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MacKenzie A.R.,Lancaster University | Langford B.,Lancaster University | Langford B.,UK Center for Ecology and Hydrology | Pugh T.A.M.,Lancaster University | And 32 more authors.
Philosophical Transactions of the Royal Society B: Biological Sciences | Year: 2011

We report measurements of atmospheric composition over a tropical rainforest and over a nearby oil palm plantation in Sabah, Borneo. The primary vegetation in each of the two landscapes emits very different amounts and kinds of volatile organic compounds (VOCs), resulting in distinctive VOC fingerprints in the atmospheric boundary layer for both landscapes. VOCs over the Borneo rainforest are dominated by isoprene and its oxidation products, with a significant additional contribution from monoterpenes. Rather than consuming the main atmospheric oxidant, OH, these high concentrations of VOCs appear to maintain OH, as has been observed previously over Amazonia. The boundary-layer characteristics andmixing ratios ofVOCs observed over theBorneo rainforest are different to those measured previously overAmazonia.Compared with the Bornean rainforest, air over the oil palm plantation contains much more isoprene, monoterpenes are relatively less important, and the flower scent, estragole, is prominent. Concentrations of nitrogen oxides are greater above the agroindustrial oil palm landscape than over the rainforest, and this leads to changes in some secondary pollutant mixing ratios (but not, currently, differences in ozone). Secondary organic aerosol over both landscapes shows a significant contribution from isoprene. Primary biological aerosol dominates the super-micrometre aerosol over the rainforest and is likely to be sensitive to land-use change, since the fungal source of the bioaerosol is closely linked to above-ground biodiversity. © 2011 The Royal Society.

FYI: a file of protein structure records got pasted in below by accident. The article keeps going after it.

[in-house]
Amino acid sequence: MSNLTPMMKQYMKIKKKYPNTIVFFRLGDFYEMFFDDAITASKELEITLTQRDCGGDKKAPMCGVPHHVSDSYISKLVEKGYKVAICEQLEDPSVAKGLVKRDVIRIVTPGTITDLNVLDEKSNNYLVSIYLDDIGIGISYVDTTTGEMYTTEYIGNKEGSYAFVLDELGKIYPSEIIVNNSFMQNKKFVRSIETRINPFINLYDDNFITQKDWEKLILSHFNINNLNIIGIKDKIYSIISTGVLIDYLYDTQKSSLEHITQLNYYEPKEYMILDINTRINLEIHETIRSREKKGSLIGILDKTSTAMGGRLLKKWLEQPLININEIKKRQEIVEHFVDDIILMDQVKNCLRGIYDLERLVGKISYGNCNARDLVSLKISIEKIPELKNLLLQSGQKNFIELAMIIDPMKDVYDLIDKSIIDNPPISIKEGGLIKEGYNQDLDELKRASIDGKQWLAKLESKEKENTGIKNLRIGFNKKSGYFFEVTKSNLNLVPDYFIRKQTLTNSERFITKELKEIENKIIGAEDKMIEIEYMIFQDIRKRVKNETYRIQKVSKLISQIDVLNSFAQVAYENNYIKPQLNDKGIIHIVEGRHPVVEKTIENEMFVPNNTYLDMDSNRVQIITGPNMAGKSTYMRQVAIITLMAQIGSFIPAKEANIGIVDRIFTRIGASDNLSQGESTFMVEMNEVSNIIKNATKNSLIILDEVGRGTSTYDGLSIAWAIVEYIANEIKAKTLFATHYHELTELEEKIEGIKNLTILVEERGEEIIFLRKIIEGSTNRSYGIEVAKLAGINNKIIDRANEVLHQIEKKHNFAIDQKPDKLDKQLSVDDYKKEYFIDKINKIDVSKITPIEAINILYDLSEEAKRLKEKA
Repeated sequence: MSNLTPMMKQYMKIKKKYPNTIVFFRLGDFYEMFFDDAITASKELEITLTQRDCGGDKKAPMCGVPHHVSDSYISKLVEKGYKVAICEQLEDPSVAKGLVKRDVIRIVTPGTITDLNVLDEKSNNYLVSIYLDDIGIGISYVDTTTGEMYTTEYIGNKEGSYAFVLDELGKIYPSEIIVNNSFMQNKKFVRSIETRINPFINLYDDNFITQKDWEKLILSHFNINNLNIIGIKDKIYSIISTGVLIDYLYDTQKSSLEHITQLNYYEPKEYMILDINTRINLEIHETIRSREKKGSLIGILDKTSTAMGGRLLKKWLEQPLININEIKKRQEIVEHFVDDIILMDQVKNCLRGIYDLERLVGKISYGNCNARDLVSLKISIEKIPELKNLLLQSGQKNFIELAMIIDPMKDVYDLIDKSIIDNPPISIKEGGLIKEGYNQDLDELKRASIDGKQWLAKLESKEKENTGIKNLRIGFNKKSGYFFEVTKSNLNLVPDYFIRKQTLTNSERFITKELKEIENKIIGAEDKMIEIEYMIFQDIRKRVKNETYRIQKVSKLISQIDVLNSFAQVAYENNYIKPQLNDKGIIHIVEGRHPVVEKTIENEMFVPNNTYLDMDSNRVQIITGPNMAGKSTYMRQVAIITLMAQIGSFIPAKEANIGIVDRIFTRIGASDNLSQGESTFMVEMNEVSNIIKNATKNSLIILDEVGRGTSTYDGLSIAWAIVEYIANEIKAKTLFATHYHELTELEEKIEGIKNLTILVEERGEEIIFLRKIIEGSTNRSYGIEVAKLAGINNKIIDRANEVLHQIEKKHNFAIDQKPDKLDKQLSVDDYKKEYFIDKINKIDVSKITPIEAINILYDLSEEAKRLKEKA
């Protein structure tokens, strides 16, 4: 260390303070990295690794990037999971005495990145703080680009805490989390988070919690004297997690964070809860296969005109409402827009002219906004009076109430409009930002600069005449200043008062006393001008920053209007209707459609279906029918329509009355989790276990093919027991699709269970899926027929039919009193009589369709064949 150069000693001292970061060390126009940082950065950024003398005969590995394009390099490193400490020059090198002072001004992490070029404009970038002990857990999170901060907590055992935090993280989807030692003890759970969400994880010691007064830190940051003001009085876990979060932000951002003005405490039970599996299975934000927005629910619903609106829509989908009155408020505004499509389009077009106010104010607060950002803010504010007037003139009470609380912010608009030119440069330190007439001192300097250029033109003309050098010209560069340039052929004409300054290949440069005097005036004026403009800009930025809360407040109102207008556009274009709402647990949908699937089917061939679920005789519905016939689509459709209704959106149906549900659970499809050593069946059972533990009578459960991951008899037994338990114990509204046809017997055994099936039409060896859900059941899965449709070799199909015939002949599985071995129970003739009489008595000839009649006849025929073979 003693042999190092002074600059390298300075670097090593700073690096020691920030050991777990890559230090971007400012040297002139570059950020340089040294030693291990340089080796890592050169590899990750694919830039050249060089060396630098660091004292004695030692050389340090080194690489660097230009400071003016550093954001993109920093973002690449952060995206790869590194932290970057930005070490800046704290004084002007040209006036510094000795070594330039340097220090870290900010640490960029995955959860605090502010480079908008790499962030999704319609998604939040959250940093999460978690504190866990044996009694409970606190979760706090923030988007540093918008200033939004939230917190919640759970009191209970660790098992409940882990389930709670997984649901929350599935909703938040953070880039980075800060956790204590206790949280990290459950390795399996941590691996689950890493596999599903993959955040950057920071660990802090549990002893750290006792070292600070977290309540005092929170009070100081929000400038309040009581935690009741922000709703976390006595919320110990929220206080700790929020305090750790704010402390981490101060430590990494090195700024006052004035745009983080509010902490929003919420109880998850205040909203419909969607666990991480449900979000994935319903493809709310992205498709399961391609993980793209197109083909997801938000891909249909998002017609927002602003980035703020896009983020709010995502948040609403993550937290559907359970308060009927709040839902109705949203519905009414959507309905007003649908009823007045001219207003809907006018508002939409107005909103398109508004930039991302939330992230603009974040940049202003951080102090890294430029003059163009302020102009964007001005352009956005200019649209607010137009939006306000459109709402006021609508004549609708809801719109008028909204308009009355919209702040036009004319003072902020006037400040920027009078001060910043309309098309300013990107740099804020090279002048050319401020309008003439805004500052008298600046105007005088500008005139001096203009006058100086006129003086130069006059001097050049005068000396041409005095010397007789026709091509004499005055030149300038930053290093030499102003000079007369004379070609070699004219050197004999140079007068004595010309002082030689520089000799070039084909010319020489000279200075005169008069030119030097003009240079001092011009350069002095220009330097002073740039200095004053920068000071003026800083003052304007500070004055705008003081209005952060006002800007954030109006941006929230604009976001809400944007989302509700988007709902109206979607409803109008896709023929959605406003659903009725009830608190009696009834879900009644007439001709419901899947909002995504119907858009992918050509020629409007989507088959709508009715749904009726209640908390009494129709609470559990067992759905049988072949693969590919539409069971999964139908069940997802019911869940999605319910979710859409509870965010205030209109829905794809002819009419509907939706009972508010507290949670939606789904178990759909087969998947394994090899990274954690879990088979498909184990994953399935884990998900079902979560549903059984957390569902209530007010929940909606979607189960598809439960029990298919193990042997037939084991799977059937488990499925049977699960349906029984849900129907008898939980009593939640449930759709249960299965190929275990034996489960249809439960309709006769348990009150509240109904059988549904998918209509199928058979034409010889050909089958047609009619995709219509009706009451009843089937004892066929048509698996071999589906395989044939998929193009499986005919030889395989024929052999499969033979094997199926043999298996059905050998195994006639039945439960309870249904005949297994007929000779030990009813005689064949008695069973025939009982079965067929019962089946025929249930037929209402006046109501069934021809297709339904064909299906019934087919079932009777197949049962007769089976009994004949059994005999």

PubMed | University ofManchester
Type: Journal Article | Journal: British dental journal | Year: 2010

Encouraging dental prevention seems like a logical approach given that dental decay is a preventable disease and while the 2006 dental contract provides preventive opportunities, there is confusion about the best approach to the prevention of decay in those children that attend their dentist. Should we provide prevention for all children attending their dentist (the population approach) or should we target those children who are at greatest risk (risk assessment approach)?

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